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BY DAN McFARLAND
Orange County has lost a legal challenge to its controversial subdivision ordinance.
Shortly after the county Board of Supervisors adopted a controversial 2008 provision restricting land divisions in its agricultural zoning district to one division in four years, four lawsuits were filed challenging the ordinance. Three were dismissed by the judge, who found that those plaintiffs did not have standing to sue.
James and Diane Strong's case, however, was allowed to continue because they had filed a subdivision plan that was affected by the change. The plan called for the eventual creation of 65 lots of at least 2 acres each; the new rule prevented them from further subdividing their 175 acres into parcels of less than 50 acres.
The case was finally heard in Orange County Circuit Court on Aug. 30 by visiting Judge Paul M. Peatross Jr. of Charlottesville. He ruled in favor of the Strongs on Tuesday, declaring the ordinance void and unenforceable.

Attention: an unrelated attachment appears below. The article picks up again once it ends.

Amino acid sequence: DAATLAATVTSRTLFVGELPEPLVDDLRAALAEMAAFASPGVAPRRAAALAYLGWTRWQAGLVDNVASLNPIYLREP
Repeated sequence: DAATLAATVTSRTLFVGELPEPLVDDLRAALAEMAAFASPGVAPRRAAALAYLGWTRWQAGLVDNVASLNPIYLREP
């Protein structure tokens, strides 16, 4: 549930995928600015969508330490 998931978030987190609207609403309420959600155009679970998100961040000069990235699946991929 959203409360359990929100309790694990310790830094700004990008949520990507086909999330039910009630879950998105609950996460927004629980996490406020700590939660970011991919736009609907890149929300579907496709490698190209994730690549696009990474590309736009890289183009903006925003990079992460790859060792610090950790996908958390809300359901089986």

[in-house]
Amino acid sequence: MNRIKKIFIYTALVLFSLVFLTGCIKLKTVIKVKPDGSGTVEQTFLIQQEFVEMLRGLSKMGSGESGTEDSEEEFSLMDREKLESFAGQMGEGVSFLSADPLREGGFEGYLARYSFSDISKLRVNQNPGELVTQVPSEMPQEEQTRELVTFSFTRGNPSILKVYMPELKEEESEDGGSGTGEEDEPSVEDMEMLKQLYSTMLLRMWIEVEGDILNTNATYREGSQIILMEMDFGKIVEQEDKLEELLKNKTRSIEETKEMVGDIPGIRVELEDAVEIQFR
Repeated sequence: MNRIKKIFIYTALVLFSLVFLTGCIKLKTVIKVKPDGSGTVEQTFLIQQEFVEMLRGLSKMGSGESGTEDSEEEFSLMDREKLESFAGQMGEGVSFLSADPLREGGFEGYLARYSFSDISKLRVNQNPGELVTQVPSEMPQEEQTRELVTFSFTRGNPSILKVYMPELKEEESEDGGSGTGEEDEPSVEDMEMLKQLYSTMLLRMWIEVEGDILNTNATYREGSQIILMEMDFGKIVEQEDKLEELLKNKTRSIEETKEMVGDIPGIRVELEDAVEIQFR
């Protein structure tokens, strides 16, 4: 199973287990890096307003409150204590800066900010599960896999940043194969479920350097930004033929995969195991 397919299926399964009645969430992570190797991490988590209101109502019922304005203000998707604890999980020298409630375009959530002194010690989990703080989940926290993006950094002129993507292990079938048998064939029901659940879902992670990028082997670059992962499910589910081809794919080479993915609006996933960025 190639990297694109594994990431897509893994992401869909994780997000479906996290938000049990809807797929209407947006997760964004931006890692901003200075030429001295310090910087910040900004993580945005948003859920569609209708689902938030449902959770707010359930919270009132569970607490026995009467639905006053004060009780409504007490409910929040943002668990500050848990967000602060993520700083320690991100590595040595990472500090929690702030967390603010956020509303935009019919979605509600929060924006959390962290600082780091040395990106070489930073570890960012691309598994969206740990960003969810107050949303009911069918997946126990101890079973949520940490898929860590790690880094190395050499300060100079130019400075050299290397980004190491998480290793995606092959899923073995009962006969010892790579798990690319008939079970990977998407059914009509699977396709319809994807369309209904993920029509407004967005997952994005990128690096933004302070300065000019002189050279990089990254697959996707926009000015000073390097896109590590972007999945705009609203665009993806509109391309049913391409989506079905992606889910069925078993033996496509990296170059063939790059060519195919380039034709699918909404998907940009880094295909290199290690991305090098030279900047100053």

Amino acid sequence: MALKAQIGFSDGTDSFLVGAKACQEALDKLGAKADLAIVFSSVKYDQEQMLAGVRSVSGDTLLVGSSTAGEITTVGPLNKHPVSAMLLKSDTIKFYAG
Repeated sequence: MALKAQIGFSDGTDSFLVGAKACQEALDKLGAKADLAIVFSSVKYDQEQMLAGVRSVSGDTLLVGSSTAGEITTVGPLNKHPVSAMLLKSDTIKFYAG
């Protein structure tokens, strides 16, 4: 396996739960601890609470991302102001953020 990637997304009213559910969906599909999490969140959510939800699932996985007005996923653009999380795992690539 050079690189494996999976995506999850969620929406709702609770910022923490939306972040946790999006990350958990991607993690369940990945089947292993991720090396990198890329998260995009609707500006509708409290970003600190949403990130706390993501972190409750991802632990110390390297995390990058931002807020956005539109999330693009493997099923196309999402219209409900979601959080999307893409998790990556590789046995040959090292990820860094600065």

Susan Cooke, attorney for the Strongs, said the lawsuit claimed the ordinance violated the Dillon Rule, which limits local government's powers to those specifically granted by the state. The judge said he did not find in the Code of Virginia any provision permitting supervisors to impose a time delay on the subdivision of lots.
"Obviously that is a victory for us and for the other landowners in Orange County," Diane Strong said Tuesday. "We have been fighting this for four years. Obviously the economy and everything else has played into what our next step will be."
Attorney Sharon Pandak, who represented Orange County in the case, declined to comment on the ruling before the supervisors' meeting next Tuesday.
The Board of Supervisors and Planning Commission have spent much of this year working on updating the county comprehensive plan and zoning and subdivision ordinances. The Planning Commission will be holding a public comment session on the new proposed rules at 6 p.m. Thursday.